2. One study found…
Are the claims based on “one study found…”? Public health guidelines are based on hundreds, if not thousands of studies to avoid basing important advice on outliers. A single study doesn’t tell us much – it’s a good start – but it could just be an anomaly and doesn’t tell us the bigger picture. We can’t know for sure until we put all the evidence from many studies together. There are levels of evidence, and other factors to consider such as number of participants, study duration, and so on.
3. Anecdotes as evidence
Relying on anecdotes is a clear warning sign. The plural of anecdote is not data. What works for a single individual cannot be applied to the general population. Anecdotes are the lowest form of scientific evidence, with meta-analyses/systematic reviews at the top of the pyramid, and a great many others in between. Using anecdotes to assume something will work for everyone is wrong.
4. Going against the scientific consensus
The scientific consensuses are based on the accumulation of the evidence that is currently available. New evidence is constantly analysed against this to update what we know to be scientific truths, and to test the validity of currently accepted theories. Extraordinary claims that go against this require extraordinary evidence.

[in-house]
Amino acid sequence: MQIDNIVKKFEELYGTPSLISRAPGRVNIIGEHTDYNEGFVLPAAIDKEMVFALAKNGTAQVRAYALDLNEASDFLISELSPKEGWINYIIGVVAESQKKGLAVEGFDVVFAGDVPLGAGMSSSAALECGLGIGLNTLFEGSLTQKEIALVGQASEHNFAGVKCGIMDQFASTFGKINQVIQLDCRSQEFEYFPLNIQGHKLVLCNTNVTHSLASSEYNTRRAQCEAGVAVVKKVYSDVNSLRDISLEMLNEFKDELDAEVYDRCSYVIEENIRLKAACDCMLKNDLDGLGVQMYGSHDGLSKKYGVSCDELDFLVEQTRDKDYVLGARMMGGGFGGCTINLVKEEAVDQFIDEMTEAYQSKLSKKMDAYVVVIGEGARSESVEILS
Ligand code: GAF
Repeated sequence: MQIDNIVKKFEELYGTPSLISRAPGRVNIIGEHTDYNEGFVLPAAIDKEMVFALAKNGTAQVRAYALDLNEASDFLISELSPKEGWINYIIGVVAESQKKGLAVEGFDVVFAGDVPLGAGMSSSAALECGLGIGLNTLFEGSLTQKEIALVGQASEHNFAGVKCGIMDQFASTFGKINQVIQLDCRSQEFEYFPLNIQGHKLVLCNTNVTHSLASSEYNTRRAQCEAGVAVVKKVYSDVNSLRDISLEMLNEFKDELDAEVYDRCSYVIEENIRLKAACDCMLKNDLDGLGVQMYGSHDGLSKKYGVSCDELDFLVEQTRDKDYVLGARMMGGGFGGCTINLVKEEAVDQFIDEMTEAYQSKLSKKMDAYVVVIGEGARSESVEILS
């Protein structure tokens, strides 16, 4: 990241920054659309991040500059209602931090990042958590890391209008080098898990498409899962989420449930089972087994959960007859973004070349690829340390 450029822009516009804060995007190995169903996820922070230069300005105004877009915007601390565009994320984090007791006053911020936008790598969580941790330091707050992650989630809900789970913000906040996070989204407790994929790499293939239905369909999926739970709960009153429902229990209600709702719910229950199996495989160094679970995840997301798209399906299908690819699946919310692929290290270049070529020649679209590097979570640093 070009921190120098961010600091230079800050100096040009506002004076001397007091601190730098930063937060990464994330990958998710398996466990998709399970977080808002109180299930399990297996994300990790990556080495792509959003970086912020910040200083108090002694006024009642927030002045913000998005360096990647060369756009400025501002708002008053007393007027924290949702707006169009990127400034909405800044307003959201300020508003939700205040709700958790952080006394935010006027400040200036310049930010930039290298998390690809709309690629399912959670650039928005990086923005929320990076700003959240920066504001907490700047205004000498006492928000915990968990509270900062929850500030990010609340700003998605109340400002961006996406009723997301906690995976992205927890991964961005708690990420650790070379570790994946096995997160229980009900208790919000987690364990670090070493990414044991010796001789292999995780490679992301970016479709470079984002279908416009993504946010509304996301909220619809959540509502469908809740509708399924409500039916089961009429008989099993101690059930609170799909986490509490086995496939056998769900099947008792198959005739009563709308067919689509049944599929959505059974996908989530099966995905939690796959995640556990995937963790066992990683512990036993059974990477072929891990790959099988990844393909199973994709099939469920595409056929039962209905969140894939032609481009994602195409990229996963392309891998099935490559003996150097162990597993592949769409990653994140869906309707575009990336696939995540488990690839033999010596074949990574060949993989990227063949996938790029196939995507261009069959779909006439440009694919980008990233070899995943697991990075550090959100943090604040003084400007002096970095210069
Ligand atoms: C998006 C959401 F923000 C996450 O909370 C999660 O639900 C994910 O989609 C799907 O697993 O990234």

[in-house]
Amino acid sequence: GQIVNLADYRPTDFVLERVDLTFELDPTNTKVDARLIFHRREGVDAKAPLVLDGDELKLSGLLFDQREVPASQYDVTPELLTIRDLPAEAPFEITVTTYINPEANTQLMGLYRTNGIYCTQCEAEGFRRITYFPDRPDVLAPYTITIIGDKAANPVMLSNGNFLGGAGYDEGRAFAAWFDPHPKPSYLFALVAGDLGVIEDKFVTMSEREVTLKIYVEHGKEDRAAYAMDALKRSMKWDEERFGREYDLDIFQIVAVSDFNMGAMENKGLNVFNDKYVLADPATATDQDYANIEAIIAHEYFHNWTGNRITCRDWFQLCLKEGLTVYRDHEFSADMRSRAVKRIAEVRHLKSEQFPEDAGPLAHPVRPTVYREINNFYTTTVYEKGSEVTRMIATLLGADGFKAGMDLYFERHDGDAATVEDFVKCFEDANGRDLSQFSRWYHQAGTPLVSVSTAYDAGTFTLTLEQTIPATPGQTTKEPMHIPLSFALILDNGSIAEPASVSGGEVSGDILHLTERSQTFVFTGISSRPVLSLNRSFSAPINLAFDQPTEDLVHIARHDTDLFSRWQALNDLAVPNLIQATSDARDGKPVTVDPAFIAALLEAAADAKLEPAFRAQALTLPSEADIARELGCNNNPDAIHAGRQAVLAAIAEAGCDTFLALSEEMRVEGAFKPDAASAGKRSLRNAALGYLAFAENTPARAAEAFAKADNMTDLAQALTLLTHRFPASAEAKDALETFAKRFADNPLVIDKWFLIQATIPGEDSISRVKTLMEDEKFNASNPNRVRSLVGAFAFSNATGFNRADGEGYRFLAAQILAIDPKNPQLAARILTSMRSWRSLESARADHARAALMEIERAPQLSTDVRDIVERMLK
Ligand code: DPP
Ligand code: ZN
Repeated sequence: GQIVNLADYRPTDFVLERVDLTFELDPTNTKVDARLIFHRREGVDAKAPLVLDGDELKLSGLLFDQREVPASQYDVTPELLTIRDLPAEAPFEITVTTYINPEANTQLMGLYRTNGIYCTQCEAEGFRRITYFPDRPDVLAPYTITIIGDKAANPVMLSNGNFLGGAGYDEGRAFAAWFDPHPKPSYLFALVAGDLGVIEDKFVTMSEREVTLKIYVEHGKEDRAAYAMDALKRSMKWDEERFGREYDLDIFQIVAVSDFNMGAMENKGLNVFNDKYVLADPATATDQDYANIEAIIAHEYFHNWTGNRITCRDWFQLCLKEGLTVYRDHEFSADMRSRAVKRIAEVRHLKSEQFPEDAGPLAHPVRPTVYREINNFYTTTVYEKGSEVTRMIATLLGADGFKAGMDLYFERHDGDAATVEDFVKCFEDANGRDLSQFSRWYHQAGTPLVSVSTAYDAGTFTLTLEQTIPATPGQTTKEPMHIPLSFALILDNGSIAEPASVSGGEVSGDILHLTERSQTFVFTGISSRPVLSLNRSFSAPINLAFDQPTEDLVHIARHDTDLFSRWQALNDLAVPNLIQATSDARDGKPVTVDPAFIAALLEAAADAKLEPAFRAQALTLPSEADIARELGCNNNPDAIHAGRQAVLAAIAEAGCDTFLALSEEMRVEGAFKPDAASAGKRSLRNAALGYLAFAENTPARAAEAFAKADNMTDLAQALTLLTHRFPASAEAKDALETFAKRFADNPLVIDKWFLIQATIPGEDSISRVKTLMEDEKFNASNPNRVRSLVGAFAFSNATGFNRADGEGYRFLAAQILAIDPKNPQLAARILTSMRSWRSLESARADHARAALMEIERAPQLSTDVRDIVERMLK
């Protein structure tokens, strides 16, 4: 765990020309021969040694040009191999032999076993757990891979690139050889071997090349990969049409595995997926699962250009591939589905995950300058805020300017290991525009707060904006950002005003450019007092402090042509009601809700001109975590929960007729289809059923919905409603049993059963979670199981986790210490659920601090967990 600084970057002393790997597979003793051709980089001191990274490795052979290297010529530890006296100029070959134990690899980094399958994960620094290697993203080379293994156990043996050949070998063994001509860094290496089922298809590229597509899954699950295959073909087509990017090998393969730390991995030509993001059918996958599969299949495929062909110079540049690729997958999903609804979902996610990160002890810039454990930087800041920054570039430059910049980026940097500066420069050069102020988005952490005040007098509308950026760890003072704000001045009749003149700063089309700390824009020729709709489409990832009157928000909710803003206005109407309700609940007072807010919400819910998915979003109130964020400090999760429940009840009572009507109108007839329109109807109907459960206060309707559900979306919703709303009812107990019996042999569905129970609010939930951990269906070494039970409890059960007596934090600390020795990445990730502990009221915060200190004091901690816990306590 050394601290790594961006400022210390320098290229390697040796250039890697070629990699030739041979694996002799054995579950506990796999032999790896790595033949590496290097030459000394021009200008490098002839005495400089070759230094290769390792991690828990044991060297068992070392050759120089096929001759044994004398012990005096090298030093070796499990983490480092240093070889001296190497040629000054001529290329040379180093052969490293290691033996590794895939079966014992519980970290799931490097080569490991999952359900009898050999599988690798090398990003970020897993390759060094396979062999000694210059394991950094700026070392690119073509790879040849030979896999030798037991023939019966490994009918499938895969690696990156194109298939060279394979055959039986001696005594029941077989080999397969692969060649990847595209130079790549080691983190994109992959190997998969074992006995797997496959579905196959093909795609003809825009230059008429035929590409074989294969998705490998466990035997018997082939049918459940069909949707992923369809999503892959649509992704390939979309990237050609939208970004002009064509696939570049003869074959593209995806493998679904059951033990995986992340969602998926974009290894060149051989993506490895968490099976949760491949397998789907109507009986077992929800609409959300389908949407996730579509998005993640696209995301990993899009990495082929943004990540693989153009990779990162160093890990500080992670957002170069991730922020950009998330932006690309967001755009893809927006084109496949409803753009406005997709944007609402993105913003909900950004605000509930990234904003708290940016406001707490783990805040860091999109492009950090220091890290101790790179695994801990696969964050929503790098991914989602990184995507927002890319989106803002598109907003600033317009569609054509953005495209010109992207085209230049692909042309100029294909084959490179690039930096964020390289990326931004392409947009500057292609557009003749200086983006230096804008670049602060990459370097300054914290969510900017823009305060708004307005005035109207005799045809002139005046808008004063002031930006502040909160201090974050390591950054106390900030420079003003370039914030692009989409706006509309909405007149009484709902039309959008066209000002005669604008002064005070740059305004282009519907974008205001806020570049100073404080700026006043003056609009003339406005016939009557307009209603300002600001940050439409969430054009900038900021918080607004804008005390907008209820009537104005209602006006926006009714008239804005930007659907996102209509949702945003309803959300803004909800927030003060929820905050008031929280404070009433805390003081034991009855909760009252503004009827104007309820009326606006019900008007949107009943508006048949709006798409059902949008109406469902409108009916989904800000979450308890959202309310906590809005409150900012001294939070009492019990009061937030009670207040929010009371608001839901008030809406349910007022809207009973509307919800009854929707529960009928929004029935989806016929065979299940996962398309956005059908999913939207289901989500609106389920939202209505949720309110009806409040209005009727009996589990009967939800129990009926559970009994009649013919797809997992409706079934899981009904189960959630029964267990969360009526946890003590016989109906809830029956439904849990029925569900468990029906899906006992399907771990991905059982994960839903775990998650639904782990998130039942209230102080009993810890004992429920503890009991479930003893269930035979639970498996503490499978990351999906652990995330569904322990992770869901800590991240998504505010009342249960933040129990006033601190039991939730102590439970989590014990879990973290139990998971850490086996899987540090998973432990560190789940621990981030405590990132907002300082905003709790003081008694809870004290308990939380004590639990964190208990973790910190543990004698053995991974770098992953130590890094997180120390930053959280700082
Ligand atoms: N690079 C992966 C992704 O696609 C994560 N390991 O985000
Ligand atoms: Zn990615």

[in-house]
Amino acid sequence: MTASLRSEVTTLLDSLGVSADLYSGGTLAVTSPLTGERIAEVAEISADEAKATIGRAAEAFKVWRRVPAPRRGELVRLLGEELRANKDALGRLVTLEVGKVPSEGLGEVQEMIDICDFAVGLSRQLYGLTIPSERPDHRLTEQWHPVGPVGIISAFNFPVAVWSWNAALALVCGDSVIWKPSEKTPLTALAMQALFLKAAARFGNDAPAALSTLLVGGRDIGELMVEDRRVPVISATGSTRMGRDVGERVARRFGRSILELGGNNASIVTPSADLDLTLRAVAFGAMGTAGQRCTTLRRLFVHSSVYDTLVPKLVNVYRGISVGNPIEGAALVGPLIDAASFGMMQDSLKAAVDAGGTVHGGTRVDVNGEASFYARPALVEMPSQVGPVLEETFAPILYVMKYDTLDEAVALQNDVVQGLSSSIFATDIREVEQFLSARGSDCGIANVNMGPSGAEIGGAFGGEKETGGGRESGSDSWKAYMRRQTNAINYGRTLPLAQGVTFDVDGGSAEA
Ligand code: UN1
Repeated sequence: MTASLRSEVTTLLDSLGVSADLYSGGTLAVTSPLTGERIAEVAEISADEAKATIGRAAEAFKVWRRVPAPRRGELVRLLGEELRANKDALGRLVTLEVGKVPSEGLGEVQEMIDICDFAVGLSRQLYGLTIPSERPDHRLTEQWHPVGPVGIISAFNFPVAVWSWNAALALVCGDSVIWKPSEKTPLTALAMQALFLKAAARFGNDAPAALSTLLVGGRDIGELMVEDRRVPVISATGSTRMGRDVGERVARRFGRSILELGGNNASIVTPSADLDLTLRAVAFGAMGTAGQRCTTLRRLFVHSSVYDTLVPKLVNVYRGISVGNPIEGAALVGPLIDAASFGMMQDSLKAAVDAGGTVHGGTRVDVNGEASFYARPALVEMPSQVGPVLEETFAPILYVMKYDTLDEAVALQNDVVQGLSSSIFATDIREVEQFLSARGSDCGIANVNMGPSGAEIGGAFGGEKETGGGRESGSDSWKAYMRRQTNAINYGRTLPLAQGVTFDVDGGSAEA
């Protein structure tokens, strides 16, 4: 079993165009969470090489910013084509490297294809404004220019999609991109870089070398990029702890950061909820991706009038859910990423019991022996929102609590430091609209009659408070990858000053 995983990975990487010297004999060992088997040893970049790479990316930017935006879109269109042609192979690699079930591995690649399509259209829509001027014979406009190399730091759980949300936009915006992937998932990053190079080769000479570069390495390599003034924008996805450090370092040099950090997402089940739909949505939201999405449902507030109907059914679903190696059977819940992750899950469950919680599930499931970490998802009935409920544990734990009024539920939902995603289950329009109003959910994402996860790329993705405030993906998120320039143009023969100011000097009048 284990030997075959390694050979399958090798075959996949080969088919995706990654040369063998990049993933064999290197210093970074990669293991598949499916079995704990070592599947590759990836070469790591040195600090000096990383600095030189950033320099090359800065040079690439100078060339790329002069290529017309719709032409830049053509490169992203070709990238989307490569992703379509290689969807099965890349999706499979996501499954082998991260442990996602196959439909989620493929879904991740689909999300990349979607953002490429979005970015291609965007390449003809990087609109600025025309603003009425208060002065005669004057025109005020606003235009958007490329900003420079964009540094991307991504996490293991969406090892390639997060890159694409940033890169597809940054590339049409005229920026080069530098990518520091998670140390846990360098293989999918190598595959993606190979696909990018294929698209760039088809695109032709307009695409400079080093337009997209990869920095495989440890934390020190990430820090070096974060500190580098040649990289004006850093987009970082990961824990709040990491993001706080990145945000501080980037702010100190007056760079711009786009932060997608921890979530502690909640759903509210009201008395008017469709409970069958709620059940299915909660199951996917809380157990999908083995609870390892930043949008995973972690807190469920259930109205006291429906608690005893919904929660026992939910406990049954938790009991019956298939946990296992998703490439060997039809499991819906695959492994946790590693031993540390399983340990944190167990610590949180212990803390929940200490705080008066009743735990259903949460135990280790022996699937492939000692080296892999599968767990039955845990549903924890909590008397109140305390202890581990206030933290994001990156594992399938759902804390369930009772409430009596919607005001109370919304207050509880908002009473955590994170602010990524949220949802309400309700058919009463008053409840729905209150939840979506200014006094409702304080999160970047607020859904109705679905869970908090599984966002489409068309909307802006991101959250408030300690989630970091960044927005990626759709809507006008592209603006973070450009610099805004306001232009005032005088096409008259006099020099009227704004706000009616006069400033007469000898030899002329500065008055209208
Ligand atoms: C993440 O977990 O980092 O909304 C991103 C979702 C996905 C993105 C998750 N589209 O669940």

This is the trickier part. An article can seem legit and be written by someone with a PhD in a relevant area, but that doesn’t guarantee that the science is good. We have ‘gold standards’ when it comes to collecting and analysing data, but these vary according to what is being investigated. This is probably one of the hardest things to call BS on simply because it requires such specific knowledge, and if you’re not familiar with the strengths and limitations of these, as well as how they work, then it’s almost impossible to tell if it’s been done well. So instead of boring you with all the details, I’ll be guiding you through two papers: one good and one bad, and analysing the differences between them, so stay tuned for that coming soon.
6. Media article vs journal article
The media love sensationalised headlines; they love the outliers and the odd bits of science that are interesting and weird. Those are fun to write about. Writing about public health guidelines being the same as they were 5 years ago because the science is still robust? Yawn. Unfortunately what’s written in a newspaper article is often a massive extrapolation and exaggeration of what’s actually been reported in the results of a scientific paper. Even if you can’t access the paper due to a paywall, you can still read the abstract, and it’s worth comparing the newspaper headline (and content) to the results and conclusions of the abstract. Often you’ll find they don’t really match up. Trust the science over the media there for sure.